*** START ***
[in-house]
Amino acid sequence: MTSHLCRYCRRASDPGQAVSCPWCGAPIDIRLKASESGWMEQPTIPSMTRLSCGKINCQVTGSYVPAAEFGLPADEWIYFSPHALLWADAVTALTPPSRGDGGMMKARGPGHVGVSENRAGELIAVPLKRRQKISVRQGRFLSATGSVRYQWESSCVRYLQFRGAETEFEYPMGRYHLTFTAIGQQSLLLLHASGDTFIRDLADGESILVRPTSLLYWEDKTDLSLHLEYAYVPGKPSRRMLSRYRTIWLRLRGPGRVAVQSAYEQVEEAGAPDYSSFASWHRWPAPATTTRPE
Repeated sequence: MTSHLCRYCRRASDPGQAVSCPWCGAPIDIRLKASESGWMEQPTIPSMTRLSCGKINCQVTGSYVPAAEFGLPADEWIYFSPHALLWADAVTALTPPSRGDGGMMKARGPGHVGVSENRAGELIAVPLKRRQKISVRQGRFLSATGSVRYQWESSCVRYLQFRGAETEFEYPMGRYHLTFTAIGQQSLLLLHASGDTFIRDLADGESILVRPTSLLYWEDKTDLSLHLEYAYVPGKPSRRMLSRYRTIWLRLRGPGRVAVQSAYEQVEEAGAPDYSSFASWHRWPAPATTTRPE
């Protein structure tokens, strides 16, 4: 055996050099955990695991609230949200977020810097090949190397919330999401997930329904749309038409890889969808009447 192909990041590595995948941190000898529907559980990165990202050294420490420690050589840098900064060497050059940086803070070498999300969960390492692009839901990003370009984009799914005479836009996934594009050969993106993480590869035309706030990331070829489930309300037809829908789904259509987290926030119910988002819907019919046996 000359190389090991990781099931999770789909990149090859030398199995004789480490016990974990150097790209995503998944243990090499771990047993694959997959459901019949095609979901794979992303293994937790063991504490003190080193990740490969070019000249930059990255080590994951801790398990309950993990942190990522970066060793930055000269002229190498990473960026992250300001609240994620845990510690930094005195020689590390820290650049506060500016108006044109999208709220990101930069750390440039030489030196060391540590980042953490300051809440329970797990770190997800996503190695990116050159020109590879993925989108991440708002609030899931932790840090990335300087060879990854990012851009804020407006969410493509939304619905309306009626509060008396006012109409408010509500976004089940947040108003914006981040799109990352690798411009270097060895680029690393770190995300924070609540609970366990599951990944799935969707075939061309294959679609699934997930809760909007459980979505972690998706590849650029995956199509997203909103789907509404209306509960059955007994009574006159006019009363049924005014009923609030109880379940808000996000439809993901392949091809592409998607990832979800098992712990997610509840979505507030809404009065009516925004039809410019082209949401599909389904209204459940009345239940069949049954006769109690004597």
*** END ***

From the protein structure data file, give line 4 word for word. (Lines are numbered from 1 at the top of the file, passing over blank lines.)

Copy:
């Protein structure tokens, strides 16, 4: 055996050099955990695991609230949200977020810097090949190397919330999401997930329904749309038409890889969808009447 192909990041590595995948941190000898529907559980990165990202050294420490420690050589840098900064060497050059940086803070070498999300969960390492692009839901990003370009984009799914005479836009996934594009050969993106993480590869035309706030990331070829489930309300037809829908789904259509987290926030119910988002819907019919046996 000359190389090991990781099931999770789909990149090859030398199995004789480490016990974990150097790209995503998944243990090499771990047993694959997959459901019949095609979901794979992303293994937790063991504490003190080193990740490969070019000249930059990255080590994951801790398990309950993990942190990522970066060793930055000269002229190498990473960026992250300001609240994620845990510690930094005195020689590390820290650049506060500016108006044109999208709220990101930069750390440039030489030196060391540590980042953490300051809440329970797990770190997800996503190695990116050159020109590879993925989108991440708002609030899931932790840090990335300087060879990854990012851009804020407006969410493509939304619905309306009626509060008396006012109409408010509500976004089940947040108003914006981040799109990352690798411009270097060895680029690393770190995300924070609540609970366990599951990944799935969707075939061309294959679609699934997930809760909007459980979505972690998706590849650029995956199509997203909103789907509404209306509960059955007994009574006159006019009363049924005014009923609030109880379940808000996000439809993901392949091809592409998607990832979800098992712990997610509840979505507030809404009065009516925004039809410019082209949401599909389904209204459940009345239940069949049954006769109690004597």